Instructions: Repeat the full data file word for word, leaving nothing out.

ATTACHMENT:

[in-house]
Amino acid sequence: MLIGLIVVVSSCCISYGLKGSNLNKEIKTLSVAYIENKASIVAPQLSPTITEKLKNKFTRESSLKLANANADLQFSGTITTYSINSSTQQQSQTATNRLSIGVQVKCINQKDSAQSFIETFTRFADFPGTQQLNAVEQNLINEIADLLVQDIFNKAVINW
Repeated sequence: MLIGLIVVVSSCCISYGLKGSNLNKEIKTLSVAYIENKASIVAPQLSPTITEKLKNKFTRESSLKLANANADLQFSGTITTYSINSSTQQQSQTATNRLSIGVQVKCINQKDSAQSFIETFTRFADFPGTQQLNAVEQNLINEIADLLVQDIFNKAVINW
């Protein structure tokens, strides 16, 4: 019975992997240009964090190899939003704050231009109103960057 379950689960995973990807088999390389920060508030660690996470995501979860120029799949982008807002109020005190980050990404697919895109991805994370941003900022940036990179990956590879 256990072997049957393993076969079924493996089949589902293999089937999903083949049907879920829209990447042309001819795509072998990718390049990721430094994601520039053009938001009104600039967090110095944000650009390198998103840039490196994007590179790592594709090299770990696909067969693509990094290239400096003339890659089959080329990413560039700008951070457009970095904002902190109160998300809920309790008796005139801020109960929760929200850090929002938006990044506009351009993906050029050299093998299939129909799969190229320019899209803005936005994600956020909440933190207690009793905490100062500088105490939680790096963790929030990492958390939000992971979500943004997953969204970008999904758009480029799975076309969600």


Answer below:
[in-house]
Amino acid sequence: MLIGLIVVVSSCCISYGLKGSNLNKEIKTLSVAYIENKASIVAPQLSPTITEKLKNKFTRESSLKLANANADLQFSGTITTYSINSSTQQQSQTATNRLSIGVQVKCINQKDSAQSFIETFTRFADFPGTQQLNAVEQNLINEIADLLVQDIFNKAVINW
Repeated sequence: MLIGLIVVVSSCCISYGLKGSNLNKEIKTLSVAYIENKASIVAPQLSPTITEKLKNKFTRESSLKLANANADLQFSGTITTYSINSSTQQQSQTATNRLSIGVQVKCINQKDSAQSFIETFTRFADFPGTQQLNAVEQNLINEIADLLVQDIFNKAVINW
């Protein structure tokens, strides 16, 4: 019975992997240009964090190899939003704050231009109103960057 379950689960995973990807088999390389920060508030660690996470995501979860120029799949982008807002109020005190980050990404697919895109991805994370941003900022940036990179990956590879 256990072997049957393993076969079924493996089949589902293999089937999903083949049907879920829209990447042309001819795509072998990718390049990721430094994601520039053009938001009104600039967090110095944000650009390198998103840039490196994007590179790592594709090299770990696909067969693509990094290239400096003339890659089959080329990413560039700008951070457009970095904002902190109160998300809920309790008796005139801020109960929760929200850090929002938006990044506009351009993906050029050299093998299939129909799969190229320019899209803005936005994600956020909440933190207690009793905490100062500088105490939680790096963790929030990492958390939000992971979500943004997953969204970008999904758009480029799975076309969600």